This section of Pediatrics in Review reminds clinicians of those conditions that can present in a misleading fashion and require suspicion for early diagnosis. Emphasis has been placed on conditions in which early diagnosis is important and that the general pediatrician might be expected to encounter, at least once in a while. The reader is encouraged to write possible diagnoses for each case before turning to the discussion, which is on the following page.

We invite readers to contribute case presentations and discussions.

Case 1 Presentation

The parents of a 6-year-old boy would like your opinion regarding a tonsillectomy and adenoidectomy for their son. His speech development has been delayed, and even now, despite 2 years of therapy, he is difficult to understand. The child had experienced recurrent ear infections for which pressure equalization tubes were placed 4 years ago. Physical examination reveals bilateral serous otitis media and a bifid uvula. The tonsils appear normal for his age. His speech has a hypernasal quality. An audiologic evaluation reveals bilateral conductive hearing loss. You see a pattern that suggests an underlying condition with important therapeutic implications.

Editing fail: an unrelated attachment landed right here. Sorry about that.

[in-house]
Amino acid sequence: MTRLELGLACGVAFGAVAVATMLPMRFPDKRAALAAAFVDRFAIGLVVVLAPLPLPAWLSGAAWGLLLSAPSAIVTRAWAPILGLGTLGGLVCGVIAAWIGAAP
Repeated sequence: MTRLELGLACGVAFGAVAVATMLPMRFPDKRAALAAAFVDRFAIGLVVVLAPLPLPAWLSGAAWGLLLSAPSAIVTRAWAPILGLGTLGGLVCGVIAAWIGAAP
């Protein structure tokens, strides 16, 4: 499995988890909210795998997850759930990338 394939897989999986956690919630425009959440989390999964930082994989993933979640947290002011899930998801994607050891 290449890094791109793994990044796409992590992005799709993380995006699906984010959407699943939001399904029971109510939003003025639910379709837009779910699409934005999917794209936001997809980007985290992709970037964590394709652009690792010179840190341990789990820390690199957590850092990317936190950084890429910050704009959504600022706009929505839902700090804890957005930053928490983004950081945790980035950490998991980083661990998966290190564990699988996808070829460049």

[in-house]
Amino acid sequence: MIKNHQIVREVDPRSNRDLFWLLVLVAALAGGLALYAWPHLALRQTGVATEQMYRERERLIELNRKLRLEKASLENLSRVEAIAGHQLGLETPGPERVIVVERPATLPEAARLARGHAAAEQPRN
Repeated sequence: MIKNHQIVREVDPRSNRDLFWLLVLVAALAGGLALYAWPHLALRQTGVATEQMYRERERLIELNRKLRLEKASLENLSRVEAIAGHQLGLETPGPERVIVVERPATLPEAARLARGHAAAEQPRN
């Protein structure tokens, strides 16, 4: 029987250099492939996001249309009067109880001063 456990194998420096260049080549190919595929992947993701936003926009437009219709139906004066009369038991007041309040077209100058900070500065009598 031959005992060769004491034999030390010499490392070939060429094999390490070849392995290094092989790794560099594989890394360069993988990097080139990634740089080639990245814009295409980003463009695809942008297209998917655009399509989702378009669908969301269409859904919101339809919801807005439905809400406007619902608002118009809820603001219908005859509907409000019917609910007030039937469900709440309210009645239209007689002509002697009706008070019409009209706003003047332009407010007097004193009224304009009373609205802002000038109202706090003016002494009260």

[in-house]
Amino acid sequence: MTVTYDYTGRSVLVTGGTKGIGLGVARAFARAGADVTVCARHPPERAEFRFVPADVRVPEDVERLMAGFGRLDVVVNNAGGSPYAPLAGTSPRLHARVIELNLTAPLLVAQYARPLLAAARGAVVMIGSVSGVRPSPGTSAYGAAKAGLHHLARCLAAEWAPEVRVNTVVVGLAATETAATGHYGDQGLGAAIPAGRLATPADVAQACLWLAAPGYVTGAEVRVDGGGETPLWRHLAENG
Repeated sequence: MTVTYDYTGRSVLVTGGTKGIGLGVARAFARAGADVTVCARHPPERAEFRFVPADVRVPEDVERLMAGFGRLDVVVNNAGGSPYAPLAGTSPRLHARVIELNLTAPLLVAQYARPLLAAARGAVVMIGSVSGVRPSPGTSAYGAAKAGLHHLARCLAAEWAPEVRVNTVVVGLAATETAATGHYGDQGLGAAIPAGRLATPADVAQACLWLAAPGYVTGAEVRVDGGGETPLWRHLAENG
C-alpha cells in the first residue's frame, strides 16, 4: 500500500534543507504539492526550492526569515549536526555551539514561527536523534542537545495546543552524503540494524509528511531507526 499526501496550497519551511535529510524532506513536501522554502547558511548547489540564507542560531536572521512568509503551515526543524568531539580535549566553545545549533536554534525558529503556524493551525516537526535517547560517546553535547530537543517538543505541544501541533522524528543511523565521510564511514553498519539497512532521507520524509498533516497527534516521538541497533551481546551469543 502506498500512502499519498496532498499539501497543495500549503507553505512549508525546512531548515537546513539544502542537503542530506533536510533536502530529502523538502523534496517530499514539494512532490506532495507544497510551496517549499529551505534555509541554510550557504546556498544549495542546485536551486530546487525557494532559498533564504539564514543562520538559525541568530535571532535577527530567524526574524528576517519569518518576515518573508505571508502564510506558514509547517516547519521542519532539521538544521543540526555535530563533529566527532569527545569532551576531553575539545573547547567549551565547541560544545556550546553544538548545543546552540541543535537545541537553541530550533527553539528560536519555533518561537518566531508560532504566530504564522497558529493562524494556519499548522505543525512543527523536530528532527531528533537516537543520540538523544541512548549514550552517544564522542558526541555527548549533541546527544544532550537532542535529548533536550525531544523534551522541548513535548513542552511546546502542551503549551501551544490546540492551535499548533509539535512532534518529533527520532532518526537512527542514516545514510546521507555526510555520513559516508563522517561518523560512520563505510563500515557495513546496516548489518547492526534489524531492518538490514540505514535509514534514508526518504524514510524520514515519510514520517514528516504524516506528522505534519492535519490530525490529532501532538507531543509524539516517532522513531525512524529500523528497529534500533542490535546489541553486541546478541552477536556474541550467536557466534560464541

Case 2 Presentation

A 6-week-old infant is brought to the emergency room because of bleeding from the umbilicus for 8 hours.

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